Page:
Molecules 2012, 17, 1307-1318; doi:10.3390/molecules17021307
Effects of the Cyclin-Dependent Kinase 10 (CDK10) on the
Tamoxifen Sensitivity of Keloid Samples
Ying Liu †, Zhibo Xiao †, Daping Yang *, Lihong Ren, Guofeng Liu and Lin Yang
Department of Plastic and Aesthetic, The Second Affiliated Hospital of Harbin Medical University,
Harbin 150086, China; E-Mails: firstname.lastname@example.org (Y.L.);
email@example.com (Z.X.); firstname.lastname@example.org (L.R.);
email@example.com (G.L.); firstname.lastname@example.org (L.Y.)
† These authors contributed equally to this work.
* Author to whom correspondence should be addressed; E-Mail: email@example.com;
Tel.: +86-451-8629-7062; Fax: +86-451-8629-7062.
Received: 12 December 2011; in revised form: 14 January 2012 / Accepted: 17 January 2012 /
Published: 1 February 2012
Abstract: Cyclin-dependent kinase 10 (CDK10) is a cell cycle regulating protein kinase,
which has just been discriminated in recent years. In this paper, mRNA and protein
expression of CDK10 were first investigated by a comparative study between 23 human
keloid tissue samples and their adjacent normal skin. To further address its potential as a
therapeutic target in the treatment of keloid, a plasmid expressing the CDK10 gene was
transfected into keloid fibroblast. The effects on tamoxifen-induced apoptosis were then
investigated using Western blot assay and flow cytometry. Results showed that there is a
generally down-regulated expression of CDK10 in keloid compared to normal skin
samples. Transfection with the recombinant CDK10 plasmid significantly decreased the
viability of cells and increased the apoptosis rates. Tamoxifen sensitivity in keloid
fibroblasts was observed after treatment with the recombinant CDK10 plasmid. The results
suggested that CDK10 may play an important role in enhancement of tamoxifen efficiency,
and its expression may have a synergistic effect on keloid treatments.
Keywords: CDK10; keloid; apoptosis; tamoxifen
Molecules 2012, 17
Keloid can extend beyond the boundaries of the original wound and invade the normal surrounding
skin. The clinical appearance of keloid is a raised growth, usually accompanied by pruritus and pain.
Since the pathogenesis of keloid is still unknown, keloid healing remains impaired . Development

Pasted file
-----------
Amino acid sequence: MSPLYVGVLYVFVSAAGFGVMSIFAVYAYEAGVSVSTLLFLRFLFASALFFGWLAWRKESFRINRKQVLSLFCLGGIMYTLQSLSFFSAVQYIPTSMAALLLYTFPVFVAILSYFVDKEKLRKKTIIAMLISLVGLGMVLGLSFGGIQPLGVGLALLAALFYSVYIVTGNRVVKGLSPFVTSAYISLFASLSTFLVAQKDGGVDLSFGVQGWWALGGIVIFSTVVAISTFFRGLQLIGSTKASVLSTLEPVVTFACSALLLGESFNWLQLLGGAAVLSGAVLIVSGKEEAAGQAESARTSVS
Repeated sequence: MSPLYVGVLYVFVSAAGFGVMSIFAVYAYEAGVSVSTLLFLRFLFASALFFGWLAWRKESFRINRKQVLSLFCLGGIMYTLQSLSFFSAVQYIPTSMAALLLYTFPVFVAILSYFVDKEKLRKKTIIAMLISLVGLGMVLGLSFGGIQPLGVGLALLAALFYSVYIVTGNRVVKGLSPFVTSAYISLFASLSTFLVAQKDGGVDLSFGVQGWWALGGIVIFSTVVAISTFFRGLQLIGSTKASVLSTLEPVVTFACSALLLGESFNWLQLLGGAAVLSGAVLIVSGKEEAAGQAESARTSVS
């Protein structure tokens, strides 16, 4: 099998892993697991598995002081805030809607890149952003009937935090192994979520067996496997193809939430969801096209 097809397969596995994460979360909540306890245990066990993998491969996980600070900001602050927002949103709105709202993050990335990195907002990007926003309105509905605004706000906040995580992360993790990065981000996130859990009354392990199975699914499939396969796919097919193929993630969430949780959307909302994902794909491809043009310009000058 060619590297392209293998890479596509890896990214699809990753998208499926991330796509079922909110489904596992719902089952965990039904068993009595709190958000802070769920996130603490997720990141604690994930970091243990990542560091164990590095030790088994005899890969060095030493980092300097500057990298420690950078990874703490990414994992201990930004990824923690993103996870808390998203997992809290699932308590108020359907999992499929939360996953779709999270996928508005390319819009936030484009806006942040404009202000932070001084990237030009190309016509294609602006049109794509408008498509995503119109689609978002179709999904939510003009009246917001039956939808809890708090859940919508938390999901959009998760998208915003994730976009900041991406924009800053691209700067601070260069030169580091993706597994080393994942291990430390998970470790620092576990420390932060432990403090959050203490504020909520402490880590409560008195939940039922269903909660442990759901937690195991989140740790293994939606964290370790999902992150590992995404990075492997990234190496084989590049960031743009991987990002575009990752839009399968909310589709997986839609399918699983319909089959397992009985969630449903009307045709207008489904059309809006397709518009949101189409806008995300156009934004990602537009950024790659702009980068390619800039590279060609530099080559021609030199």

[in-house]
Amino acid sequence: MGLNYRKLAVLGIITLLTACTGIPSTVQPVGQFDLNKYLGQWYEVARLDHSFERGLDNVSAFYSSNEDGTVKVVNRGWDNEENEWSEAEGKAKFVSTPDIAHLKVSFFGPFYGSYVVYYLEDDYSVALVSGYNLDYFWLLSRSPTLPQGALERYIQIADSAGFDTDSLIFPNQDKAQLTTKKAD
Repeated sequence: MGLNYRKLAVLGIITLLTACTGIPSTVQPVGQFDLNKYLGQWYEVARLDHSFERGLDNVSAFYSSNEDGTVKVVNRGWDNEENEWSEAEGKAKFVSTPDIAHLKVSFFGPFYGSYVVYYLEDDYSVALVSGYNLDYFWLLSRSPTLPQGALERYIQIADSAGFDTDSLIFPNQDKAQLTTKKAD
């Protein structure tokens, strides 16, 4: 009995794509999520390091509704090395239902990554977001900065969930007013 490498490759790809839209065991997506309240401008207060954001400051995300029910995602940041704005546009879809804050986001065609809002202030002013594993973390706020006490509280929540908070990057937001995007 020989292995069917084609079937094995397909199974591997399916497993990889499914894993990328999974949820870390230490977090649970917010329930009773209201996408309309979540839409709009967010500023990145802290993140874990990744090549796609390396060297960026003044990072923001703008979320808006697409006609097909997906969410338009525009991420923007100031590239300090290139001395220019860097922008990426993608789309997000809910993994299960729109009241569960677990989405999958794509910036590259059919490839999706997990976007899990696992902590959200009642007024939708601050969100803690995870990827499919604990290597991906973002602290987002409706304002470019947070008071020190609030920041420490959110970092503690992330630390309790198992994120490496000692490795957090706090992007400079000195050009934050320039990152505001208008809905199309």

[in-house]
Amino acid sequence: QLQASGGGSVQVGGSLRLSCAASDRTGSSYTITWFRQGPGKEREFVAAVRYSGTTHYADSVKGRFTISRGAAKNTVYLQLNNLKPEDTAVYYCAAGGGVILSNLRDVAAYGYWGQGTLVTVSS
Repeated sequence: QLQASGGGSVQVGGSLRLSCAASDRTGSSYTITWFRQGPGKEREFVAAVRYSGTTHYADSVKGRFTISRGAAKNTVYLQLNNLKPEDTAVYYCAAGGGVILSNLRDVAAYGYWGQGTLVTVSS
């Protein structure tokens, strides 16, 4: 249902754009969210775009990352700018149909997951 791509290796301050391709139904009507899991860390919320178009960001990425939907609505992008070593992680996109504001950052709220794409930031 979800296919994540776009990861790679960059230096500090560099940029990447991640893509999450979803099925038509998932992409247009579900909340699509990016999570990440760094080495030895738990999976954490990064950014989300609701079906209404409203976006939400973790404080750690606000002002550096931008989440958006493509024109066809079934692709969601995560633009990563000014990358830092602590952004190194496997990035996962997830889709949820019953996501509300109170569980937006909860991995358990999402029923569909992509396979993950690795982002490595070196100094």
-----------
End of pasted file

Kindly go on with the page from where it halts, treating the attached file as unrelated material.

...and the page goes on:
of keloid contains atypical fibroblasts and consists of overabundant extracellular matrix components
including collagen, fibronectin and certain proteoglycans . Treatment for keloid is problematic, with
no single modality producing uniformly satisfactory results .
Tamoxifen [1-(p-dimethylaminoethoxyphenyl)-1,2-diphenyl-1-butene], a selective estrogen receptor
(ER) modulator, has been widely used for the treatment and prevention of recurrence for patients with
hormone receptor (ER or progesterone receptor)-positive breast cancers in more than 120 countries
throughout the worldwide . Many studies have shown that the mode of action of tamoxifen is
connected with apoptosis. It was found that in vitro administration of tamoxifen induced a Bcl-2
up-regulation in breast cancer cells [5–7]. The same thing happened in human cholangiocarcinoma cell
line QBC939, where an up-regulation of Bcl-2 and a down-regulation of Bax has been found after
tamoxifen treatment . Tamoxifen is one of the most successful agents used in the management of
hormone receptor positive breast cancer. Recently, it has been suggested that tamoxifen might be a
novel option for the clinical modulation of wound healing [9–11]. Tamoxifen was originally thought to
inhibit cell growth by competitive binding to the estrogen receptor, but it has been shown to inhibit the
growth of some estrogen-negative breast cancer cell lines . The benign mesenchymal tumors
desmoids, which show low expression in estrogen receptors, have been treated successfully with
tamoxifen . It has also been indicated that tamoxifen decreases fibroblast function in Dupuytren’s
affected palmar fascia  and in retroperitoneal fibrosis . Furthermore, tamoxifen has been
approved to reduce proliferation of both keloid and normal dermal fibroblasts [15,16]. Payne